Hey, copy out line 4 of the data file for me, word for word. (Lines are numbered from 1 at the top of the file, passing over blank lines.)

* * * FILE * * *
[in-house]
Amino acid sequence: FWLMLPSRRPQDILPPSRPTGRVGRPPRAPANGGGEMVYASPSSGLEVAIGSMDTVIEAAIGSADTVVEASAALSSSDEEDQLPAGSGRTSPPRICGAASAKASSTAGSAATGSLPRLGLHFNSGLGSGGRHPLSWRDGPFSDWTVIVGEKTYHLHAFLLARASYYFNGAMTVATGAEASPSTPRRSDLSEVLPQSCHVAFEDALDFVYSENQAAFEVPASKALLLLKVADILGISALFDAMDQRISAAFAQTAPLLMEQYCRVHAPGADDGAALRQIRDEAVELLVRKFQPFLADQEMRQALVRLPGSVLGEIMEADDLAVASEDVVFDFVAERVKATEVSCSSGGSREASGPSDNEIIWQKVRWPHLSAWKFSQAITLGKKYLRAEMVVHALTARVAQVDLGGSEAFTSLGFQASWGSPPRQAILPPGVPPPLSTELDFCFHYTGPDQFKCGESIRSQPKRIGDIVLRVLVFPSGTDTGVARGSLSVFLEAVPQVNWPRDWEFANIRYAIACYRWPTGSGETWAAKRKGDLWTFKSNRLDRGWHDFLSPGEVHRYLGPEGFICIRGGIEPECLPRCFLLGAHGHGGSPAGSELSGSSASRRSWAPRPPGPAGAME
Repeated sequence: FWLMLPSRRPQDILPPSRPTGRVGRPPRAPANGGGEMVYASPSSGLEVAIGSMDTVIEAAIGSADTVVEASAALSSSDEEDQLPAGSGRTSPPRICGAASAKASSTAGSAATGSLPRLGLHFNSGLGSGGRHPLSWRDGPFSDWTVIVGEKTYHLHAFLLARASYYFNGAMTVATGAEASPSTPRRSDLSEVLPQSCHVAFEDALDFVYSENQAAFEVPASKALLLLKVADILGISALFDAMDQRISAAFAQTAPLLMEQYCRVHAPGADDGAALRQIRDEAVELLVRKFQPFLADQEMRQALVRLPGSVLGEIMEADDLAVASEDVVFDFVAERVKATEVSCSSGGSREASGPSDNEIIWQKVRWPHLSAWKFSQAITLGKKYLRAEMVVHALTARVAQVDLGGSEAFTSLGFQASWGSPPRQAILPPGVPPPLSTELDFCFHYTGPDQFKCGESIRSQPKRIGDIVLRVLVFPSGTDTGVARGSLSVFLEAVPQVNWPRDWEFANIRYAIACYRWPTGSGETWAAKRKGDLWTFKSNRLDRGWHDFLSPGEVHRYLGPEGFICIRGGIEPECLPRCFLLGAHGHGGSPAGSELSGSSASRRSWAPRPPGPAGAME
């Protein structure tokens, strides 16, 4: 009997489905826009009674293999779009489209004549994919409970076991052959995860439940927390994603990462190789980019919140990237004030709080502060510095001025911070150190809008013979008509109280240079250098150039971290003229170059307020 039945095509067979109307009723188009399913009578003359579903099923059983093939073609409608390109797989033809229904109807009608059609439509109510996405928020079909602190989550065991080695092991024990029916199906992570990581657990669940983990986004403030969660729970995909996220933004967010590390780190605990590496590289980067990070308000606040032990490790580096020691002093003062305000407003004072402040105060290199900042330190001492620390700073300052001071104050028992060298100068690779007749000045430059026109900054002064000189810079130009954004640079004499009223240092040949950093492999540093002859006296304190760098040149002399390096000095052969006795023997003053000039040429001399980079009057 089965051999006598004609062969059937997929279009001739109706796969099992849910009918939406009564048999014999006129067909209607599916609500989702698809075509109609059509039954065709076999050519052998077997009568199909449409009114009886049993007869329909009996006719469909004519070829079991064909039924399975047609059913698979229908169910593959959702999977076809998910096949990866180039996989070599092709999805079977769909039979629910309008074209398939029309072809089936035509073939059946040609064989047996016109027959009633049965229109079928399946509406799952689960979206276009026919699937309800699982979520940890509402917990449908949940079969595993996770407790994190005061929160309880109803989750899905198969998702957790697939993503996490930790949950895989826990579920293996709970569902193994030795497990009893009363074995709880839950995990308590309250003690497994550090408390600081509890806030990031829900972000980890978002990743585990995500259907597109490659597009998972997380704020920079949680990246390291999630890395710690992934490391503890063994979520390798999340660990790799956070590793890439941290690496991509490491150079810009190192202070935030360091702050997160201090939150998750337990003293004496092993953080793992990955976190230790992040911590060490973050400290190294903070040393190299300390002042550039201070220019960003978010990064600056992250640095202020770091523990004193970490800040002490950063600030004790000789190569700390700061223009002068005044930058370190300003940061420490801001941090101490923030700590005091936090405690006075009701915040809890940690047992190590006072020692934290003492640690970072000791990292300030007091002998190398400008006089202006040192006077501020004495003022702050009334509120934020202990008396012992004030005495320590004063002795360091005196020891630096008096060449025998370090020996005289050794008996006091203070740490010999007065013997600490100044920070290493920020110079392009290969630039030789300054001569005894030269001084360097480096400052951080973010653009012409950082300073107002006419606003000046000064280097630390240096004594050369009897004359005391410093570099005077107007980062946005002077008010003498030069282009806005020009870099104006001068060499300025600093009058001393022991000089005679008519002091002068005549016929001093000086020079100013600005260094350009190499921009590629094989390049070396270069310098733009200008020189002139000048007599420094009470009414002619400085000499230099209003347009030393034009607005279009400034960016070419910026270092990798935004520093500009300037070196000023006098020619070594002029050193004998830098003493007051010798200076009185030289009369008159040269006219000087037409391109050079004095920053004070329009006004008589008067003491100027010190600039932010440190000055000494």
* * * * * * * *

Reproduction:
């Protein structure tokens, strides 16, 4: 009997489905826009009674293999779009489209004549994919409970076991052959995860439940927390994603990462190789980019919140990237004030709080502060510095001025911070150190809008013979008509109280240079250098150039971290003229170059307020 039945095509067979109307009723188009399913009578003359579903099923059983093939073609409608390109797989033809229904109807009608059609439509109510996405928020079909602190989550065991080695092991024990029916199906992570990581657990669940983990986004403030969660729970995909996220933004967010590390780190605990590496590289980067990070308000606040032990490790580096020691002093003062305000407003004072402040105060290199900042330190001492620390700073300052001071104050028992060298100068690779007749000045430059026109900054002064000189810079130009954004640079004499009223240092040949950093492999540093002859006296304190760098040149002399390096000095052969006795023997003053000039040429001399980079009057 089965051999006598004609062969059937997929279009001739109706796969099992849910009918939406009564048999014999006129067909209607599916609500989702698809075509109609059509039954065709076999050519052998077997009568199909449409009114009886049993007869329909009996006719469909004519070829079991064909039924399975047609059913698979229908169910593959959702999977076809998910096949990866180039996989070599092709999805079977769909039979629910309008074209398939029309072809089936035509073939059946040609064989047996016109027959009633049965229109079928399946509406799952689960979206276009026919699937309800699982979520940890509402917990449908949940079969595993996770407790994190005061929160309880109803989750899905198969998702957790697939993503996490930790949950895989826990579920293996709970569902193994030795497990009893009363074995709880839950995990308590309250003690497994550090408390600081509890806030990031829900972000980890978002990743585990995500259907597109490659597009998972997380704020920079949680990246390291999630890395710690992934490391503890063994979520390798999340660990790799956070590793890439941290690496991509490491150079810009190192202070935030360091702050997160201090939150998750337990003293004496092993953080793992990955976190230790992040911590060490973050400290190294903070040393190299300390002042550039201070220019960003978010990064600056992250640095202020770091523990004193970490800040002490950063600030004790000789190569700390700061223009002068005044930058370190300003940061420490801001941090101490923030700590005091936090405690006075009701915040809890940690047992190590006072020692934290003492640690970072000791990292300030007091002998190398400008006089202006040192006077501020004495003022702050009334509120934020202990008396012992004030005495320590004063002795360091005196020891630096008096060449025998370090020996005289050794008996006091203070740490010999007065013997600490100044920070290493920020110079392009290969630039030789300054001569005894030269001084360097480096400052951080973010653009012409950082300073107002006419606003000046000064280097630390240096004594050369009897004359005391410093570099005077107007980062946005002077008010003498030069282009806005020009870099104006001068060499300025600093009058001393022991000089005679008519002091002068005549016929001093000086020079100013600005260094350009190499921009590629094989390049070396270069310098733009200008020189002139000048007599420094009470009414002619400085000499230099209003347009030393034009607005279009400034960016070419910026270092990798935004520093500009300037070196000023006098020619070594002029050193004998830098003493007051010798200076009185030289009369008159040269006219000087037409391109050079004095920053004070329009006004008589008067003491100027010190600039932010440190000055000494």